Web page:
We have seen our share of cruelty and hate. We can do better. That’s why the world is observing Universal Human Rights Month during December. This month is a reminder that the United Nations General Assembly codified the basic human rights of every person. It’s also a time to reflect on the way we treat others, and to do what we can in the fight for equality.
Universal Human Rights Month - History
- December 9, 2001
Human Rights Week began
President George W. Bush declared the first Human Rights Week (it has since become a monthlong worldwide holiday).
- December 4, 1950
The UN expanded its role
The General Assembly invited all member states and other interested organizations to celebrate Human Rights Day.
- December 10, 1948
Universal Declaration of Human Rights
The General Assembly of the United Nations outlined the basic rights and fundamental freedoms to which we're entitled.
How to Observe Universal Human Rights Month
Reread the Bill of Rights
Research what these freedoms mean to you. This time of understanding also honors the work of those who brought them into existence.
Do some volunteering
Organizations such as Amnesty International (a charity that works to support and spread awareness of human rights) are always looking for volunteers. Do your part to help protect others.
Give back to your community
Help those who are hurting in your own community. After all, to start changing the world, sometimes you just need to start locally.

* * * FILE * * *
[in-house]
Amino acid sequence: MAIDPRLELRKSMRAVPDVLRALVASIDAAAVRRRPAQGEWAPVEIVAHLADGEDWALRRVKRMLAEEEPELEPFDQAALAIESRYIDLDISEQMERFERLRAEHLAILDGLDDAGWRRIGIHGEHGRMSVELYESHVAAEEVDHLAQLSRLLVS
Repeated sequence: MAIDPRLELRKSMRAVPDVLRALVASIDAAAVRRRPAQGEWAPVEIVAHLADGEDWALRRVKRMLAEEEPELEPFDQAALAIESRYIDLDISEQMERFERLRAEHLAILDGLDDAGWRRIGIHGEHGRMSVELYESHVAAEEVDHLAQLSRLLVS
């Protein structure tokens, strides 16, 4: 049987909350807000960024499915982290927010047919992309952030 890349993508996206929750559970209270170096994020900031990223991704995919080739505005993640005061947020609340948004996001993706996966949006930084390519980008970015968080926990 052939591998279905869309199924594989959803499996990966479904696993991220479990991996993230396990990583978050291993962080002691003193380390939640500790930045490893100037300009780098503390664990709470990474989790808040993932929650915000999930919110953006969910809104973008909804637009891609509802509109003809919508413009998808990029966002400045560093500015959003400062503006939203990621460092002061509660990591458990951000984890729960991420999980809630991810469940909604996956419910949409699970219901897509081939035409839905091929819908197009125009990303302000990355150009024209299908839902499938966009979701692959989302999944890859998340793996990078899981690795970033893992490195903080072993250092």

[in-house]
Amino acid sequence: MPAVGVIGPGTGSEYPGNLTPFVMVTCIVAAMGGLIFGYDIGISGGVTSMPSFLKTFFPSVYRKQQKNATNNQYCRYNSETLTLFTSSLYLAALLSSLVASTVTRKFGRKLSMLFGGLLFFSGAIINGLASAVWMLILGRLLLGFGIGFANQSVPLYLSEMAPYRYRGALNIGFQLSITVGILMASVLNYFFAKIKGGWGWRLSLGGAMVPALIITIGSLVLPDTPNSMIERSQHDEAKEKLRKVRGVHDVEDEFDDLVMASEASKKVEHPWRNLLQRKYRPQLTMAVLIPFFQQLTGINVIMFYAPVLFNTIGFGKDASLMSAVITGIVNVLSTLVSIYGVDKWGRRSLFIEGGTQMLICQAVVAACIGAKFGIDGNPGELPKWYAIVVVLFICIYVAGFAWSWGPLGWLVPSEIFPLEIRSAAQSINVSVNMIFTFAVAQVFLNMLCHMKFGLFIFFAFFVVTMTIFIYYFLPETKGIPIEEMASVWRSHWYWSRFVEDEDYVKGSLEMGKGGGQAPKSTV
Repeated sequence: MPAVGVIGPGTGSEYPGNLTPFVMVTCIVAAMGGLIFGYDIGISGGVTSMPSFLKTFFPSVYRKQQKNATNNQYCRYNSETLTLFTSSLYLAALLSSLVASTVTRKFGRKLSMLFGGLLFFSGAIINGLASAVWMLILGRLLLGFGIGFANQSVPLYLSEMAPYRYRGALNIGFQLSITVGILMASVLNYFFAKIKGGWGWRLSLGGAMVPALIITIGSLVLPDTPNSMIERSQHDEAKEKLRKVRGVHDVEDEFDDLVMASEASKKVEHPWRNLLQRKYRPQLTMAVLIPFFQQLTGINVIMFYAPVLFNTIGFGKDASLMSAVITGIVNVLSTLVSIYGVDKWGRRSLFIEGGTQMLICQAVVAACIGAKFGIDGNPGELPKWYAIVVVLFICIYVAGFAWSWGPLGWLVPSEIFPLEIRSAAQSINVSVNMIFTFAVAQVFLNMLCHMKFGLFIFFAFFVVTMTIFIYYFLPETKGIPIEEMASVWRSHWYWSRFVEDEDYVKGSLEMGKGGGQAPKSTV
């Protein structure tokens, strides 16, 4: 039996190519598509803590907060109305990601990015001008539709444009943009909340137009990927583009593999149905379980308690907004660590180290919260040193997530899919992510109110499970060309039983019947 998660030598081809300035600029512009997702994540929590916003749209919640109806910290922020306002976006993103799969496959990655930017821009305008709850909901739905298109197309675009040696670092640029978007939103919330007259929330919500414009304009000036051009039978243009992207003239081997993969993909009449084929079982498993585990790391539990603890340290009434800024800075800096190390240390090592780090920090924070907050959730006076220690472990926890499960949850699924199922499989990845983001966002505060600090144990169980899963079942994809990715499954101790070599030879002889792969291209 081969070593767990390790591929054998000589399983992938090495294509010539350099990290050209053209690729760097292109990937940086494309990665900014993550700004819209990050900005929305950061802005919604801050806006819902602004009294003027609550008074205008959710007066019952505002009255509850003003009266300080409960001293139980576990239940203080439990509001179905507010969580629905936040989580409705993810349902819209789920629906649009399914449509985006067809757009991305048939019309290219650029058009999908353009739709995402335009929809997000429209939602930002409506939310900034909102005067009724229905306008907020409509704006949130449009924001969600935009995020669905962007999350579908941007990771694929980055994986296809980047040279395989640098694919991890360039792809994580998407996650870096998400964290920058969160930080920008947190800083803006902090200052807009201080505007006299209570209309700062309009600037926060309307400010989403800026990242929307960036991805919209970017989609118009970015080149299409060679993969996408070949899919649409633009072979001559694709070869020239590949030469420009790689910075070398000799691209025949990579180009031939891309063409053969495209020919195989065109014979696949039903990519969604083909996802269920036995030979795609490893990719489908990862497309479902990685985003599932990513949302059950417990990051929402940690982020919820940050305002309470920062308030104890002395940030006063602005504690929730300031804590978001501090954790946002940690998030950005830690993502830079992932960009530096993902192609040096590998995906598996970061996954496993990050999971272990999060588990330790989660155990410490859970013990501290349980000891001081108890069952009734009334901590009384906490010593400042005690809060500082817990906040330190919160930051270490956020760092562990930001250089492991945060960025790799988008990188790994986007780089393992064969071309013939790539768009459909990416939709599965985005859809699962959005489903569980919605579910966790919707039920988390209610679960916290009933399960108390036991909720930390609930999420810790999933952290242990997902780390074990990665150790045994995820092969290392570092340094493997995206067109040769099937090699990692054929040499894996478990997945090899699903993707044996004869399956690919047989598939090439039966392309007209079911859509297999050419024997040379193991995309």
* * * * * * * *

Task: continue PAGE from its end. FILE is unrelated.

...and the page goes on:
3 Humbling Facts About Universal Human Rights Month
The Universal Declaration of Human Rights emphasizes human rights — regardless of gender, age, race, political affiliation, or sexual preference.
The Universal Declaration of Human Rights has been translated into more than 500 languages — more than any other document in the world.
Causes for celebration
Cultural events and exhibitions take place — all surrounding human rights issues.
Why Universal Human Rights Month is Important
It allows us to reflect
Human Rights Month is a powerful holiday, as it allows us to look back on the ways we’ve treated our fellow human beings.
It reminds us of our ideals
These include individual freedoms which we must fight to protect.
It empowers us
The principles in the Declaration of Independence are still relevant today. This fact should empower each of us to stand up for ourselves, our own rights, and for the rights of others.